Google Gets Big Open Source Boost For Linux Chrome Beta


"They've been helpful on delivering our Linux version of Google Chrome," Rakowski wrote.

Google Chrome for Linux embraces open standards like HTML 5 and works well with both Gnome and KDE, wrote Google software engineers Dan Kegel and Evan Martin on the Google Chrome blog.

"It has also been developed as a true open source project, using public mailing lists, IRC channels, bug tracker, code repository, and continuous build and test farm -- following in large part the trail blazed by Mozilla," wrote the pair.

In particular, Google acknowledged two open-source developers for their help with the FTP stack, Ibrar Ahmed and Pawe Hajdan Jr. "This open approach to development seems to be working," wrote Kegel and Martin.

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Early beta users commended Google for Linux Chrome version on the blog.

"Congratz... and THANK GOD! I've been using it for about half-a-year and it rocked. Thanks for finally sending it into beta!," wrote a user named Ivan Vuica.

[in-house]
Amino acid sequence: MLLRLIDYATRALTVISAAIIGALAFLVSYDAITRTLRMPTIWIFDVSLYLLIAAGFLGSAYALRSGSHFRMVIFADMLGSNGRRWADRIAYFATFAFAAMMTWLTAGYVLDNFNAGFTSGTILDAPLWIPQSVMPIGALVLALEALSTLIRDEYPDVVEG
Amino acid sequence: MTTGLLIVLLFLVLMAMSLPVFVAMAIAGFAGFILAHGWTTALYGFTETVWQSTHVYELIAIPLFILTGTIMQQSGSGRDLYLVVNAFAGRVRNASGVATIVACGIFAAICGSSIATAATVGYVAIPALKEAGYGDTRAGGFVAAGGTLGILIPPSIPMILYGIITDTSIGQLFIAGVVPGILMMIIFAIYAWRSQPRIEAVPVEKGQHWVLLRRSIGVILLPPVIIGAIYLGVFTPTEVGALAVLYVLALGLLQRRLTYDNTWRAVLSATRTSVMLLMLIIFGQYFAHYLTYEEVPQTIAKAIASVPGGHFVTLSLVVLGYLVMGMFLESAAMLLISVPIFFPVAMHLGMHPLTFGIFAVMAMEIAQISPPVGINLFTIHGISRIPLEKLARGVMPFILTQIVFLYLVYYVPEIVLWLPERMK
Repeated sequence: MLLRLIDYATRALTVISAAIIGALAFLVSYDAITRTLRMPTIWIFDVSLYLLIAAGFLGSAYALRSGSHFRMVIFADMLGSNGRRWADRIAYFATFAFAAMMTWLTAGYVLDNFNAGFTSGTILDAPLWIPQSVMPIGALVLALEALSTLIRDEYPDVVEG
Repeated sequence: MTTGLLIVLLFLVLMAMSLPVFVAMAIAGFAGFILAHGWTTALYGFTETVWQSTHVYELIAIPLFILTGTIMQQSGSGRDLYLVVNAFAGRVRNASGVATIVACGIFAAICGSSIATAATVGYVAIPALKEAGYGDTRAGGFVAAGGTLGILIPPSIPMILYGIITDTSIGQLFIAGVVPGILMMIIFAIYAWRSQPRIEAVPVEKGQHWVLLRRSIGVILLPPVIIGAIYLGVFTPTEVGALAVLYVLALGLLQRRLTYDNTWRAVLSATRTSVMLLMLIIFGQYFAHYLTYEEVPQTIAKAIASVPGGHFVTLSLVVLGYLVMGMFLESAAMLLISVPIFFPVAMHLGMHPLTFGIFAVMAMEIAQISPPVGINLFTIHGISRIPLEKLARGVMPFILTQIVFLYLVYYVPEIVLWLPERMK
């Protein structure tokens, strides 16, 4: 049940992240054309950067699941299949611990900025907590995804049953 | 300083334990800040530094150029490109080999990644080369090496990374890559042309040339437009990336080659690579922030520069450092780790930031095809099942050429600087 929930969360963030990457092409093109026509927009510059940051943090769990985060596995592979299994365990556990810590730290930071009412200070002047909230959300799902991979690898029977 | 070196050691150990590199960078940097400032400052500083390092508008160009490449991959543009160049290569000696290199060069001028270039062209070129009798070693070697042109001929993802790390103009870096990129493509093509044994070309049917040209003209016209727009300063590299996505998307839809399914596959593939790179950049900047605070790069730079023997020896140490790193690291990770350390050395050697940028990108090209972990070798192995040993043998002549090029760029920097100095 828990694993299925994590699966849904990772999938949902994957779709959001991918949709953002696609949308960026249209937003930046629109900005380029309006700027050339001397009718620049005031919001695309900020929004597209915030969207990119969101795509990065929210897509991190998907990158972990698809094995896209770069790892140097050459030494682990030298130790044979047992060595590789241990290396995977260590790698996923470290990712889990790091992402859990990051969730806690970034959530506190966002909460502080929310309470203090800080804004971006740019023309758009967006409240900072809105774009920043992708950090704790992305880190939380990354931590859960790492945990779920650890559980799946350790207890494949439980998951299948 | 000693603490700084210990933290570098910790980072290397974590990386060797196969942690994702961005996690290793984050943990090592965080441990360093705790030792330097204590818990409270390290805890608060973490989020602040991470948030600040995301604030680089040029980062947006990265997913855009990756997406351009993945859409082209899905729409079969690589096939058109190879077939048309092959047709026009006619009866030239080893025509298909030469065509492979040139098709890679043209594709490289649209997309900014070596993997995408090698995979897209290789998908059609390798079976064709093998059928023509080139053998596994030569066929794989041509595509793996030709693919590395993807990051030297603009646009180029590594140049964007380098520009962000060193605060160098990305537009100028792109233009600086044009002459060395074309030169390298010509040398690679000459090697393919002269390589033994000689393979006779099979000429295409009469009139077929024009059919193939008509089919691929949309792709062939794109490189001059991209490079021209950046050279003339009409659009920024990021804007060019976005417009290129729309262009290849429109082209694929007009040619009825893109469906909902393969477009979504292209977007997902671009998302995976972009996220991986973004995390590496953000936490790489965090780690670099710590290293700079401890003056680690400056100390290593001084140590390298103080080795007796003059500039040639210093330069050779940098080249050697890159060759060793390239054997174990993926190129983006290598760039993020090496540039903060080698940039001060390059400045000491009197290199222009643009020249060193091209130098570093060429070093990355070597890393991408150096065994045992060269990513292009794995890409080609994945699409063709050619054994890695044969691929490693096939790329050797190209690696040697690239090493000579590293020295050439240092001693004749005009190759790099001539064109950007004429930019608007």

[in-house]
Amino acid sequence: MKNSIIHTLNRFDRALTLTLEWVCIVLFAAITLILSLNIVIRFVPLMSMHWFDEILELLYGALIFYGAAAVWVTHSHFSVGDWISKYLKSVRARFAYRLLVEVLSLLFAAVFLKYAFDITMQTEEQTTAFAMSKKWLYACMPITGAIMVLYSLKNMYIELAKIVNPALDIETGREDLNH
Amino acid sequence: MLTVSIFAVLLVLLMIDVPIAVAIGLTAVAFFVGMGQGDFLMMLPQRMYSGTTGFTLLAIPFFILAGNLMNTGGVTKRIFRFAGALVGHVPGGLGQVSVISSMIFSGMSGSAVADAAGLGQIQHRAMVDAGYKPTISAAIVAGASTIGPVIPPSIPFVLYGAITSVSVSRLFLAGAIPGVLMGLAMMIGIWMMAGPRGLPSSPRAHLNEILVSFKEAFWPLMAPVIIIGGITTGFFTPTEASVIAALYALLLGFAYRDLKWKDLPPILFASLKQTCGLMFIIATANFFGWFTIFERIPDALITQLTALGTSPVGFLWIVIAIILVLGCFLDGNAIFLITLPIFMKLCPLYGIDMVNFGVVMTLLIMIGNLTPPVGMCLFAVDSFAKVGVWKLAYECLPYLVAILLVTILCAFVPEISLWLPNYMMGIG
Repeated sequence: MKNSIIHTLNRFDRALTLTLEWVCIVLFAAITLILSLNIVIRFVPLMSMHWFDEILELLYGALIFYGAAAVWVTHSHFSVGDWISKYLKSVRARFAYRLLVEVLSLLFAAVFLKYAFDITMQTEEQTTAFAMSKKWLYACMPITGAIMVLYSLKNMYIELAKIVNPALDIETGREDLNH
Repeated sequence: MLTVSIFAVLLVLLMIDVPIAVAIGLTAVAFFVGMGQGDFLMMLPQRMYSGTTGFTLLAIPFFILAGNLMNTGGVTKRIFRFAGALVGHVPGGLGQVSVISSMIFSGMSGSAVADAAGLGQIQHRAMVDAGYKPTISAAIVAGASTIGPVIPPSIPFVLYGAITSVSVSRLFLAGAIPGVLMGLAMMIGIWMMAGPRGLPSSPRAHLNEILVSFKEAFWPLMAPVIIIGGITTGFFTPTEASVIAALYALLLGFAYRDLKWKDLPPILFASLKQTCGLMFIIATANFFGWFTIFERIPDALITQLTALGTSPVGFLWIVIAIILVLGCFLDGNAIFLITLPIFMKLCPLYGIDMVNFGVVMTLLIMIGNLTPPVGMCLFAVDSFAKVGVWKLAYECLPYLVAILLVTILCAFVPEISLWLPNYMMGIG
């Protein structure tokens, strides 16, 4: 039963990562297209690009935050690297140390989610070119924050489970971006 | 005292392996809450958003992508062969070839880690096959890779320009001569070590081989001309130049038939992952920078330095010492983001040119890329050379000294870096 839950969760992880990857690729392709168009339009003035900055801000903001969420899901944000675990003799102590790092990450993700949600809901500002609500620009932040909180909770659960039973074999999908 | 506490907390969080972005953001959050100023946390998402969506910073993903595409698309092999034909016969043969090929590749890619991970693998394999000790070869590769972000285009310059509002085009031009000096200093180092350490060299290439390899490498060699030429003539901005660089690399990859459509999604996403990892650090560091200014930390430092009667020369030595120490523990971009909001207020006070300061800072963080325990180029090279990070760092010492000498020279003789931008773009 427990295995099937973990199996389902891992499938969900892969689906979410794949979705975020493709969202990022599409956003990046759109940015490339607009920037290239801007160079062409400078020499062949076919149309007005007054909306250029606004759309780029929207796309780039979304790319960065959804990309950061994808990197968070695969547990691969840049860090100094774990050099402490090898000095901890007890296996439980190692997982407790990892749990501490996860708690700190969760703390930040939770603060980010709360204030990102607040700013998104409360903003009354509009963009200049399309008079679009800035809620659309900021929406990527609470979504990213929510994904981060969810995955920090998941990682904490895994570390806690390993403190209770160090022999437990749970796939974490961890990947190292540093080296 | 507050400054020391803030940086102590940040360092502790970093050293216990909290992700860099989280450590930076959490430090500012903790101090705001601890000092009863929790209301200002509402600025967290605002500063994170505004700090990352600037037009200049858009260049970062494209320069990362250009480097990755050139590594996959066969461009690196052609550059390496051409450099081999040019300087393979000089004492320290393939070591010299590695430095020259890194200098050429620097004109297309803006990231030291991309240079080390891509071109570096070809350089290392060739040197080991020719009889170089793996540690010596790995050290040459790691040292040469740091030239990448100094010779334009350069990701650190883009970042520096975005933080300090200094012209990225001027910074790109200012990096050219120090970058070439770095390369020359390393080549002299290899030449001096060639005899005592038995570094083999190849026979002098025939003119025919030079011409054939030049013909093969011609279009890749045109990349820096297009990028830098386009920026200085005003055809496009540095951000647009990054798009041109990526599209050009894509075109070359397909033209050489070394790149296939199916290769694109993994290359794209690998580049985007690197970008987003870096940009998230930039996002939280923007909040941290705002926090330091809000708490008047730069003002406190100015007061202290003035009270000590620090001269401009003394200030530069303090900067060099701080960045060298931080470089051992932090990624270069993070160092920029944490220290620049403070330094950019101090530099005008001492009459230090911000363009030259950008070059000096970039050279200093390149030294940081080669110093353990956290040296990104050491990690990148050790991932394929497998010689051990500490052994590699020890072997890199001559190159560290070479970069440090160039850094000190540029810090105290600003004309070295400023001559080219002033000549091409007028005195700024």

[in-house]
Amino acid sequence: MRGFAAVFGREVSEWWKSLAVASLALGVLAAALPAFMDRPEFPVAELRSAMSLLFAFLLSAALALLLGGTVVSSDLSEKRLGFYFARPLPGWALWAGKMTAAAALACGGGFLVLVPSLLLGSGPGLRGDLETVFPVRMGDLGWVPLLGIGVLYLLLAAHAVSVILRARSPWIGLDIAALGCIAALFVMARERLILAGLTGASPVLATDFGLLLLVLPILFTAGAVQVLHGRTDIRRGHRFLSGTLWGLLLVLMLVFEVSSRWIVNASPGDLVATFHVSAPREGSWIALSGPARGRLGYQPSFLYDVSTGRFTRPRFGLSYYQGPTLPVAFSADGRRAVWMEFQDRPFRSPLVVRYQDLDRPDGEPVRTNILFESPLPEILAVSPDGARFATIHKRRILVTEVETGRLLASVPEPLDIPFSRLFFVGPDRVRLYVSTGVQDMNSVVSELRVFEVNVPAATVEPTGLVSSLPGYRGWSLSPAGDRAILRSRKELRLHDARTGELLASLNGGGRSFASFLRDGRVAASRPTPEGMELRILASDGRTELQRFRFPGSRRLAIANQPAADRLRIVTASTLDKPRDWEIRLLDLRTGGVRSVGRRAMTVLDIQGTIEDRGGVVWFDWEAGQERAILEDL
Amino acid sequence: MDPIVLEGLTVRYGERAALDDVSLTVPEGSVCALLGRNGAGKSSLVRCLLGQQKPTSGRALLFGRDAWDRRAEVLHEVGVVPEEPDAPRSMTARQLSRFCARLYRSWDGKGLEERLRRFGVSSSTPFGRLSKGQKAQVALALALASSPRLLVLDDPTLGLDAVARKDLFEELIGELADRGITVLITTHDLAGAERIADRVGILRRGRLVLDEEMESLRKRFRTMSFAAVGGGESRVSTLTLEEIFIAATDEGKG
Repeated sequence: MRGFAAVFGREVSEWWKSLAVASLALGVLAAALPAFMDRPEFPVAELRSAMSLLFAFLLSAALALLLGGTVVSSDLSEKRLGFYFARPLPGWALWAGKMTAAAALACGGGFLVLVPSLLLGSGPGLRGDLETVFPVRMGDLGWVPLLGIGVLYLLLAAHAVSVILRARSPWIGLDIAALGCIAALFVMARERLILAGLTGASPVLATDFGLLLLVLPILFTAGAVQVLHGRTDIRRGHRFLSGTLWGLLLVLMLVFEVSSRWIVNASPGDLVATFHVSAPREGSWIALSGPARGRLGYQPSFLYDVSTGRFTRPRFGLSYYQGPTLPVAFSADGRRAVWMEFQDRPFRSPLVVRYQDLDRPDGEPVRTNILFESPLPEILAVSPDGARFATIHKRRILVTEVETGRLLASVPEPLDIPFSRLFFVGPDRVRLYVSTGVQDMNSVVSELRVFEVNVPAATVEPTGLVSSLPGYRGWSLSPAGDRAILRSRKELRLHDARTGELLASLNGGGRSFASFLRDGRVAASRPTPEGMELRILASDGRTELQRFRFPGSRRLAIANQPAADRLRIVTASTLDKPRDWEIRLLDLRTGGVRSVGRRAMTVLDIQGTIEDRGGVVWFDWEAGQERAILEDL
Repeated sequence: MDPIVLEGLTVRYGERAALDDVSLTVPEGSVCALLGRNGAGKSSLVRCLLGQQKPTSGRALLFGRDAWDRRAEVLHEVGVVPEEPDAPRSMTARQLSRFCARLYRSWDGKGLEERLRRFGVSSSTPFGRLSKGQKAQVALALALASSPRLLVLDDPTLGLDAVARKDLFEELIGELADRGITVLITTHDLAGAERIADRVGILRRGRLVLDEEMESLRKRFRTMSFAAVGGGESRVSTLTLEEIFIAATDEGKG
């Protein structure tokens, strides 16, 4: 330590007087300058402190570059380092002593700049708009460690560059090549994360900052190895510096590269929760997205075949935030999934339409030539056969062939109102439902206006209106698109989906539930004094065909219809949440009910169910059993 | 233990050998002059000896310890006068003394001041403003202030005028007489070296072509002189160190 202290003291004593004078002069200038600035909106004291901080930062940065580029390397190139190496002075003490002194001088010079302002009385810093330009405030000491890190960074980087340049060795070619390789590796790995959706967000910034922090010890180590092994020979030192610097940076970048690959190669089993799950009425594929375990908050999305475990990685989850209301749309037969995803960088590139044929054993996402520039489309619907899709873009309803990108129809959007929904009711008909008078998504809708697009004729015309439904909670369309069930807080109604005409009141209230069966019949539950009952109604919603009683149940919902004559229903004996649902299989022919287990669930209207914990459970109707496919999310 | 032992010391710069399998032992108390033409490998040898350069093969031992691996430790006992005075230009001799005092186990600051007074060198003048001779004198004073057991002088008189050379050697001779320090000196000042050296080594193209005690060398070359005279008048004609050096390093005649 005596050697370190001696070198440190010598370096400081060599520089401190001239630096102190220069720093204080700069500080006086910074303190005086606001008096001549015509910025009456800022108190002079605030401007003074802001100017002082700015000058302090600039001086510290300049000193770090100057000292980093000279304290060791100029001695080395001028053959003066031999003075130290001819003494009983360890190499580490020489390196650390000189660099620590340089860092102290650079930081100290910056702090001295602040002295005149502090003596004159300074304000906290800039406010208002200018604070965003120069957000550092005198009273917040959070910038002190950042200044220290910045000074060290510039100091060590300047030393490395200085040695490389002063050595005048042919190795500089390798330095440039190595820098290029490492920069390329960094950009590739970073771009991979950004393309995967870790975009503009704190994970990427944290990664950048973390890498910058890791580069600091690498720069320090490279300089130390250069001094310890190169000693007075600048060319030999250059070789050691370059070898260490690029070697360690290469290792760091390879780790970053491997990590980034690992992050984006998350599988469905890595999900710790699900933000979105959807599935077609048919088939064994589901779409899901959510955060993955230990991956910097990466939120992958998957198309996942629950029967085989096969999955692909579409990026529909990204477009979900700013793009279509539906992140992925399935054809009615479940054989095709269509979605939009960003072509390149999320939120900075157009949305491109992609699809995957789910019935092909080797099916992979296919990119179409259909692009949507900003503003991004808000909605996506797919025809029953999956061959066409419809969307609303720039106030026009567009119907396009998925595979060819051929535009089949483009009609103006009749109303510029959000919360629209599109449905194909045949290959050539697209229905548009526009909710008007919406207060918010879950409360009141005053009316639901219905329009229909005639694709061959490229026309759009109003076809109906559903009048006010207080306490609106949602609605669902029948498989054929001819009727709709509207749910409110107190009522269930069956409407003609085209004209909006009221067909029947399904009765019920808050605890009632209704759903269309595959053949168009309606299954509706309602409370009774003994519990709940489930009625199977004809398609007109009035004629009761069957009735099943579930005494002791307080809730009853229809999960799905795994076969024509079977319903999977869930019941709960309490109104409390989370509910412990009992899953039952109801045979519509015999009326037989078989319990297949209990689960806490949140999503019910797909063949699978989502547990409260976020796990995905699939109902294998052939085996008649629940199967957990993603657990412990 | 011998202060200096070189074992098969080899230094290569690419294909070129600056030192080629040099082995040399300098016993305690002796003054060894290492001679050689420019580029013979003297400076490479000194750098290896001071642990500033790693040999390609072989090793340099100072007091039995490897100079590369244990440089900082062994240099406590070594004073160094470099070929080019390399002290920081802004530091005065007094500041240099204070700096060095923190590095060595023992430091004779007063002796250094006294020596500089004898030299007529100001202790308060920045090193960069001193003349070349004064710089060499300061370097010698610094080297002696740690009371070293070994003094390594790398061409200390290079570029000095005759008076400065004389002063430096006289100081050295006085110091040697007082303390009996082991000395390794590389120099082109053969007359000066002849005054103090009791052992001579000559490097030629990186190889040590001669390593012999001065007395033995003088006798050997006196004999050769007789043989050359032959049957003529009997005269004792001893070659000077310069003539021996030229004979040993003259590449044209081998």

Another user named "Ben" wrote "I've been using the dev channel version ever since it was made available and almost forgot that it was pre-beta...that is how good it was getting to...just got the beta in and am sure it'll be great."

The FTP implementation was initially written by Ahmed single"handedly in his spare time, wrote Wan-Teh Chang, software engineer, in another blog post. Hajdan Jr. started to work on the new FTP code in July as one of his summer intern projects at Google, adding new unit tests, fixed bugs and compatibility issues, wrote Chang. "[He] is taking the lead in bringing the new FTP code to production quality," Chang wrote.

Google also said Tuesday that Google Chrome for Mac is available in beta.

"We wanted Google Chrome to feel at home on the Mac, so we've focused on uniting our clean, simple design with subtle animations and effects to create a snappy and satisfying browsing experience for OS X," Rakowski wrote. "As you might expect, the speed of Google Chrome for Mac is something we're very proud of. If you have a Mac, try installing the beta and see how fast it launches — there's hardly even time for the icon in the dock to bounce!"